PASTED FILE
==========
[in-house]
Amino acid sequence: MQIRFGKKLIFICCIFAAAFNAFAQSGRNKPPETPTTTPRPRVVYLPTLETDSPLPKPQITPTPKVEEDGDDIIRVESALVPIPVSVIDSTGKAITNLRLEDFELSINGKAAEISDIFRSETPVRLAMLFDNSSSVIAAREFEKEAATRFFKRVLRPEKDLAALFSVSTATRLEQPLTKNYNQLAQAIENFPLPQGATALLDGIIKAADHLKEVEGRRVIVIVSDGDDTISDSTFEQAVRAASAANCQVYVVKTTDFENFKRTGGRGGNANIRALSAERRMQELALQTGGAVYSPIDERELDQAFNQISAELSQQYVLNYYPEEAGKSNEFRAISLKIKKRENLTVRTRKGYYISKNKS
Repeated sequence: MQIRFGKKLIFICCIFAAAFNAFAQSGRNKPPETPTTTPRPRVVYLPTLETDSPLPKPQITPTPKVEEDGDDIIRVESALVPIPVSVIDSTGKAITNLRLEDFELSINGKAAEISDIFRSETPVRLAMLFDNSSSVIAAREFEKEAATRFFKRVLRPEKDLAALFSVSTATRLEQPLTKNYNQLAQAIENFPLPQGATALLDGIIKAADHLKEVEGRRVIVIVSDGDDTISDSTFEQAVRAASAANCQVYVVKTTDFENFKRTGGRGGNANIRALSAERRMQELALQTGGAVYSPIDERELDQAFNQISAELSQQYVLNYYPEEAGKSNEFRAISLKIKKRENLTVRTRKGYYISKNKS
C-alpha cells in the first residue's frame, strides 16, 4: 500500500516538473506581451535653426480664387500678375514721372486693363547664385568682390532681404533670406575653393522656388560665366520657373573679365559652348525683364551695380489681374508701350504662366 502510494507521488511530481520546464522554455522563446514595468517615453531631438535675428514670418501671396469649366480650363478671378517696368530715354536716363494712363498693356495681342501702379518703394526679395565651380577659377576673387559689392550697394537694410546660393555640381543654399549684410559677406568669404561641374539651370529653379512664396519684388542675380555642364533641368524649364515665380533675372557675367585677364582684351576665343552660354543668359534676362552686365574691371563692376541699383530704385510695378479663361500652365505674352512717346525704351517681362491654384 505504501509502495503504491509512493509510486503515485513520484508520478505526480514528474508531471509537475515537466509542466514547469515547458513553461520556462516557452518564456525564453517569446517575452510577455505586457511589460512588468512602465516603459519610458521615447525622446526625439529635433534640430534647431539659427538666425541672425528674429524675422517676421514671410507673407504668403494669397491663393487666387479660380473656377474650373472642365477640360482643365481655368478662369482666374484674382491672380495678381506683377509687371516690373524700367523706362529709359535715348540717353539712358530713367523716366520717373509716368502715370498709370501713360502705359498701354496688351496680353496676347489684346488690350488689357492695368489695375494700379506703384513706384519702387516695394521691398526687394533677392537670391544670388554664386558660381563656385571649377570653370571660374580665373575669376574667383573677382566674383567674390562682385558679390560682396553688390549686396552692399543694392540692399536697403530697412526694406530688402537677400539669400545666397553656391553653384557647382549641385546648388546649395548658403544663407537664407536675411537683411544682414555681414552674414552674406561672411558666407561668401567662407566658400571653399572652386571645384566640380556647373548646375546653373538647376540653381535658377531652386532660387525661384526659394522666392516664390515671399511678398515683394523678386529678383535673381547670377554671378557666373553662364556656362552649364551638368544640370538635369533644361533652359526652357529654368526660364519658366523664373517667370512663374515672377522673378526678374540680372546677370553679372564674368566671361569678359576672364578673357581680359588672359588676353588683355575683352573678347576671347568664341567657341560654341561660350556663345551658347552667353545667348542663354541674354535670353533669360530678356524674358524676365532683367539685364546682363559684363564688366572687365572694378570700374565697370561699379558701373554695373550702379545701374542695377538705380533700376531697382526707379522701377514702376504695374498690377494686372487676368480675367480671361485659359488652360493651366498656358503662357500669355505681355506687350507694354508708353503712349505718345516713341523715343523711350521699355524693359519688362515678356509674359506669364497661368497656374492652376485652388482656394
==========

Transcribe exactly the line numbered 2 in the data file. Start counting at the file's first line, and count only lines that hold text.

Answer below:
Amino acid sequence: MQIRFGKKLIFICCIFAAAFNAFAQSGRNKPPETPTTTPRPRVVYLPTLETDSPLPKPQITPTPKVEEDGDDIIRVESALVPIPVSVIDSTGKAITNLRLEDFELSINGKAAEISDIFRSETPVRLAMLFDNSSSVIAAREFEKEAATRFFKRVLRPEKDLAALFSVSTATRLEQPLTKNYNQLAQAIENFPLPQGATALLDGIIKAADHLKEVEGRRVIVIVSDGDDTISDSTFEQAVRAASAANCQVYVVKTTDFENFKRTGGRGGNANIRALSAERRMQELALQTGGAVYSPIDERELDQAFNQISAELSQQYVLNYYPEEAGKSNEFRAISLKIKKRENLTVRTRKGYYISKNKS